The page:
10. Adjust for time differences. I always forget when I travel into different time zones to change the time on my pump. The same applied when I was using pens. When I was using Lantus, I had to adjust for the time change.

11. Remember that diabetes doesn't have to run or ruin a trip. It's just something that's there.

Tuesday, August 21, 2012

Pity Party

I'm home from work today. And not for a good reason.

Sadly, I'm sick.

The problem with being sick, besides its obvious suckiness, is that it has a way of throwing your blood sugar through a loop. Illness can cause blood sugar to spike for no apparent reason other then your body just wanting to fuck with you. The problem with high blood sugar, besides its obvious suckiness, is that it can cause you to become dehydrated. Which is probably the worst thing to be when you're sick since it inhibits your immune system.

And when I say "your," I mean "my". The diabetic in this conversation.

What had started last week as a sore throat has now turned into a full body ache. It sucks. I'm not a happy camper, especially considering that I had this whole exercise/diet plan for this week in preparation for Spain. So far, that's in the crapper since I have little desire to get out of bed right now, but do seem to have an all-consuming desire to eat everything chocolate!

What's the old adage say....starve a fever, feed a cold chocolate-peanut baked oatmeal for breakfast? does now.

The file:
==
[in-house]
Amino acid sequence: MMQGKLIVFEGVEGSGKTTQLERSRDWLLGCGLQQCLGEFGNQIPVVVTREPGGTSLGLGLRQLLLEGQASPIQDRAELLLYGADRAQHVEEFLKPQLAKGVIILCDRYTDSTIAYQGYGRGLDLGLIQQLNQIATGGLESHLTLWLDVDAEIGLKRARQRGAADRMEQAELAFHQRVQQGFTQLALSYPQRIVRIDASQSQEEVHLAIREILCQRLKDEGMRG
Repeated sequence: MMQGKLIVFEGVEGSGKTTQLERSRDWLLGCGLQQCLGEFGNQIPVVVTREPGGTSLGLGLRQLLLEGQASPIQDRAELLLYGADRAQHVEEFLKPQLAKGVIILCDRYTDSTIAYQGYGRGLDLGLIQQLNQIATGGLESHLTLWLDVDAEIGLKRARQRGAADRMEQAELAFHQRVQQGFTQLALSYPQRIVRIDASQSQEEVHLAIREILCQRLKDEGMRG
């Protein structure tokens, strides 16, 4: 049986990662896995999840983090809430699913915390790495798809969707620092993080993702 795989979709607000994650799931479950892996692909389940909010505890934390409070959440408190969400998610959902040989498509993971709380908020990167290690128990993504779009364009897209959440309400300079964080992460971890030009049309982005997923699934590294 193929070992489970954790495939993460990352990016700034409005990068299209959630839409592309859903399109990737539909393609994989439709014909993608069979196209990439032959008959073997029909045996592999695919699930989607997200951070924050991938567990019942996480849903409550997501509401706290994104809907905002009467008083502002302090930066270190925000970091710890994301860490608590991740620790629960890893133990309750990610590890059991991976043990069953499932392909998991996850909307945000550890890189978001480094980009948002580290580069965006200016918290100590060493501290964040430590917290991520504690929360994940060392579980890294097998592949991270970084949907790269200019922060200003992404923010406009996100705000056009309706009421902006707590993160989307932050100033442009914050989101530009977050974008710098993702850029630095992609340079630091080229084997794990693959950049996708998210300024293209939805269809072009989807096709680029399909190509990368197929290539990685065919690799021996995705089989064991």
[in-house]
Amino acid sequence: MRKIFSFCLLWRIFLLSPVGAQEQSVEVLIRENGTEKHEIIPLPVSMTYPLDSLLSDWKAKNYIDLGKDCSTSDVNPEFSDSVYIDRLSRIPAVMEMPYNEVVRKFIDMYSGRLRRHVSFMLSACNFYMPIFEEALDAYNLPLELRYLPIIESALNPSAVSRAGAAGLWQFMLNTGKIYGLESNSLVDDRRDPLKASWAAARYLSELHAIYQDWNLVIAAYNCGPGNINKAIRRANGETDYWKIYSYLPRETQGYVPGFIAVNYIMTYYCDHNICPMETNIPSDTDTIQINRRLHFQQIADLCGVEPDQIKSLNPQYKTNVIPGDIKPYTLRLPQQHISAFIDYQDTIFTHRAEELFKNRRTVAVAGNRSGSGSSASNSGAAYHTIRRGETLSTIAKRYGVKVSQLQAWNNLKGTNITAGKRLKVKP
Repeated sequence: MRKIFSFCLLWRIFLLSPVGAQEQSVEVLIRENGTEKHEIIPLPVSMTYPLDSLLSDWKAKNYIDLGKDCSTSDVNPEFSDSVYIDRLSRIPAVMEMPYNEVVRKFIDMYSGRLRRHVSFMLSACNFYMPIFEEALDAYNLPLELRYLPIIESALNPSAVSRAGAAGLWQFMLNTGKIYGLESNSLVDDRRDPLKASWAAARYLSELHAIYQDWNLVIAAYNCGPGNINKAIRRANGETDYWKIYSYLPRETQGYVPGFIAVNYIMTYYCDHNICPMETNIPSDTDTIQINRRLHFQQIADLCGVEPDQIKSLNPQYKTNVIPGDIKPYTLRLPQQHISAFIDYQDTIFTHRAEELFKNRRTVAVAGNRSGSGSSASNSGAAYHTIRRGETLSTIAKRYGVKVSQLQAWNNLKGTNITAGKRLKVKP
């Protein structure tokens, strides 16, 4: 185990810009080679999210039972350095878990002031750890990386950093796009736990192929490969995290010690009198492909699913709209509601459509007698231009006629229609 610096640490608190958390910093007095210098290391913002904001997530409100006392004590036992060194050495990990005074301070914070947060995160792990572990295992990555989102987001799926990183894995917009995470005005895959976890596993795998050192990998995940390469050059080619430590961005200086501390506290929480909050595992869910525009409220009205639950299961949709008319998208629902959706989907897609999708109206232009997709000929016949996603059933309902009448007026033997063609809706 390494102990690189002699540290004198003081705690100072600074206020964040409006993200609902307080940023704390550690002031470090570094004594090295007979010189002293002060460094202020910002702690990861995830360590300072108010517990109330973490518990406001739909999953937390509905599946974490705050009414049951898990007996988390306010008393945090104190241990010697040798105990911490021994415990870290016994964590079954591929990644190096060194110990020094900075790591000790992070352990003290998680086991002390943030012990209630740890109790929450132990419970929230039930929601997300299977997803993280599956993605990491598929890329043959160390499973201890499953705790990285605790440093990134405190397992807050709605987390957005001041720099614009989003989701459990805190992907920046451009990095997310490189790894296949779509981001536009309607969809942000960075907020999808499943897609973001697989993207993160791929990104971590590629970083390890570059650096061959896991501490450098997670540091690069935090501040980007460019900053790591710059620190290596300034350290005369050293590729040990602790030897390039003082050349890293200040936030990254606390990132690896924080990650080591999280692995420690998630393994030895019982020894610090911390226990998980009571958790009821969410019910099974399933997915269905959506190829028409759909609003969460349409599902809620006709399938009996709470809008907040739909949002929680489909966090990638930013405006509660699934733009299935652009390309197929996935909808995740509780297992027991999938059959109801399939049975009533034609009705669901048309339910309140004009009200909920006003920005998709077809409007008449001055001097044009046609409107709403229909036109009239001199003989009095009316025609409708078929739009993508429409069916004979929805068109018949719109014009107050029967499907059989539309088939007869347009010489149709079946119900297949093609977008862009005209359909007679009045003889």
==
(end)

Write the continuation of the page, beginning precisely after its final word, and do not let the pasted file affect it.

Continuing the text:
Chocolate-Peanut Butter Baked Oatmeal

by Bonnie Graham
Cook Time: 18 - 20 minutes
Keywords: bake breakfast snack vegetarian oats peanut butter

Ingredients (1 large serving)
  • 1/2 c rolled oats
  • 1/4 tsp pure vanilla extract
  • 1/4 c apple sauce
  • 1/4 c milk
  • 1 - 2 packets Truvia or 4 tsp sugar of choice
  • 1/8 tsp salt
  • 1 tbsp cocoa powder
  • 1-2 tbsp peanut butter
  • Optional: chocolate chips
1. Preheat oven to 375 degrees.
2. Combine all ingredients and mix well. Melt peanut butter in microwave for easier mixing.
3. Pour into a greased ramekin or a mini-loaf pan. Cook for 18 to 20 minutes, until it gets firm.
4. Optional - Set your oven to broil for 2 more minutes, or until it reaches desired crispness (broiling gives it a nice crust).
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Monday, August 20, 2012

Salsa Soup

Of course, the first day I decide to do my "detox," this ridiculousness shows up in the kitchen at work.

Really?! Fucking really? Red velvet whoopie pies! On the very first day!

You know what? Fuck you, Universe. I resisted your temptations. I passed those beautiful, delicious whoopie pies right on by. You think you can tease me? Ha! I laugh in the face of your pitiful ruse!

Even if I did hold the container up to my nose to smell their sweet, cakey aroma. It's not the same as eating them. Sadly.

In some of the detoxes I've looked at in the past, they suggest a few days of a liquid diet, either through smoothies, juices, or broths. While I'd normally be down to try a day or two of hot veggie broth, I am not willing to do such a thing in August in between heat waves. That would be just as silly as holding a plastic to-go container of whoopie pies to your nose. Who would do that?!